HPLX.NET REVIEWS Collins Electronic English Dictionary and Thesaurus
Publisher/Manufacturer: Harper Collins / Distributed by
One thing the palmtop has been missing for a long time is a decent multiple-language dictionary. If I need to know the meaning of an English word, there's always the good old American Heritage Dictionary, complete with pronunciation and synonyms. But while I was in a Spanish class, or trying to translate a company memo for the boss, I'd have to rely on a cheap paperback dictionary for the tough words, or (even worse) a $150 Windows translator program. No longer.
The Collins Series 100 Multilingual Dictionary does quite a job. It comes with four bilingual dictionaries-- it can match English words to and from French, German, Italian, and Spanish. I loaded it on my 200LX and started trying out the Spanish dictionary. As everybody knows, the ultimate test of a multilingual dictionary is whether it can teach you to swear in a different language. The Collins dictionary is certainly complete in this regard. If the need ever arises for me to tell curse at somebody while in Spain (or Germany, or France), I'll be ready.
Next up I tried some less colorful verbs and nouns. The dictionary seemed to handle anything I threw at it-- from common words such as "run," "eat," "blue," "chair," and "speedy" to less common terms like "laser printer" and "computer program" and "bludgeon." The 27-page manual that comes with the software (which, unfortunately, seems mis mostly concerned with the Windows version) says that each bilingual dictionary includes 75,000 references and 110,000 translations, which seems to be plenty for what I could think of. The speed of lookup was quite impressive on my double-speed unit: the program was fairly quick to load initially from my flash card, and it found words extremely quickly when I typed them in. It took about 1.5 seconds from the press of the ENTER key to the display of the information.
The interface is quite nice. To install the program, you insert the CD-ROM into your desktop computer and run the Windows INSTALL.EXE program. You must tell it to install the MS-DOS / PC-DOS version during the install. Once it is done, you can copy the files over to your 200LX from your desktop. The program itself, COLLINS.EXE, takes about five seconds to load from the DOS prompt. IMPORTANT NOTE: on the 200LX, be sure you run it with the -m switch for monochrome. That makes the screen much more readable.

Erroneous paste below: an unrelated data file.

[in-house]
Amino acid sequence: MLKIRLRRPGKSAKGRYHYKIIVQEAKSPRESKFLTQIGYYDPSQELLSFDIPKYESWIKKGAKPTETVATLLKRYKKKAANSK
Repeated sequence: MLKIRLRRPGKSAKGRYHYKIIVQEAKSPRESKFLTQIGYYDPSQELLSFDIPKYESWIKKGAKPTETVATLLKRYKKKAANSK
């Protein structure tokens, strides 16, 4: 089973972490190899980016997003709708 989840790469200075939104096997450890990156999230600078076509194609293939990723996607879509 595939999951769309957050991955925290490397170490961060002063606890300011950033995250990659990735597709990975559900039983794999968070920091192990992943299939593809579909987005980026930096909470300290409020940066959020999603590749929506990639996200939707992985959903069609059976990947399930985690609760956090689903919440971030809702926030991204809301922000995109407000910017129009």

Once the program is loaded, a menu comes up from which you select the dictionary you want: English-French, Frnech, French-English, English-German, German-English, English-Spanish, English-Italian, Spanish-English, or Italian-English. From that point it is another one or two seconds until the dictionary loads and you can begin looking up words. Of course, you can switch dictionaries whenever you like.
Typing in a word produces the translation in a windows beneath the entry line, or a list of close guesses if your word was not found. If your word was found, it will display the various meanings of the word you typed and the translation for that particular meaning. Additionally, any common phrases involving the word you looked up will be displayed and translated as well.Arrowing down into the definition window will highlight each word in the window, and pressing ENTER will look up that word. If the word is in a different language, the dictionaries will automatically be switched and you will then look that word up and see its English translation.
For example: in the English-Spanish dictionary, typing "sleep" will bring up a large list of word and phrases. It is difficult to translate to pure text, but this is basically what you get:
we can sleep:
podemos alojar a
tenemos cabida para
to go to sleep:
to have a good night's sleep:
dormir toda la noche
to put to sleep:
(animal: euphamism kill)
to sleep lightly:
tener el sueño ligero
to sleep with:
(euphamism) <---- Hmm, what could this be a euphamism for? :)
acostarse con uno
Quite impressive! And nearly every word in there can be selected with the arrow keys and looked up.
The dictionary requires about 130K memory to run in, and can be loaded as a TSR if you like. The TSR takes up a full 130K, however, and won't pop up in graphics mode, so it may not be worth it. Ideally, you should dedicate a Software Carousel work area to running this program full-time, so you would always have an instant translation at your fingertips.
Of course, the dictionary is not perfect. Its most glaring deficiency is that there are no additional languages available-- if you need Portuguese or Japanese or Russion, for example, this will be of no use. Also, there are eight separate dictionary files, one each for English-French, French-English, English-German, etc. And the dictionaries are fairly large, from 581K to 827K apiece. You can, of course, delete any files you like, and COLLINS.EXE won't care-- it will simply not show those in the dictionary file options. Even so, a full install is 5.6MB. Expect to allocate about 1.5MB per language you want to translate.
Also, this program is set up as a dictionary, not a translation utility. There is no provision for translating sentences or anything more than words or small phrases.
But these small problems aside, this is an excellent product that will greatly benefit palmtop-toting students, businesspeople, and travelers-- and even people who just have an occasional need to say something in another language. But hurry, because who knows how much longer Harper Collins will continue to produce this nifty little package?
Great utility. If you use a paperback dictionary now, for one of the four languages listed, buy this product.
Copyright 1999, David Sargeant.
Last Updated 19-Feb-1999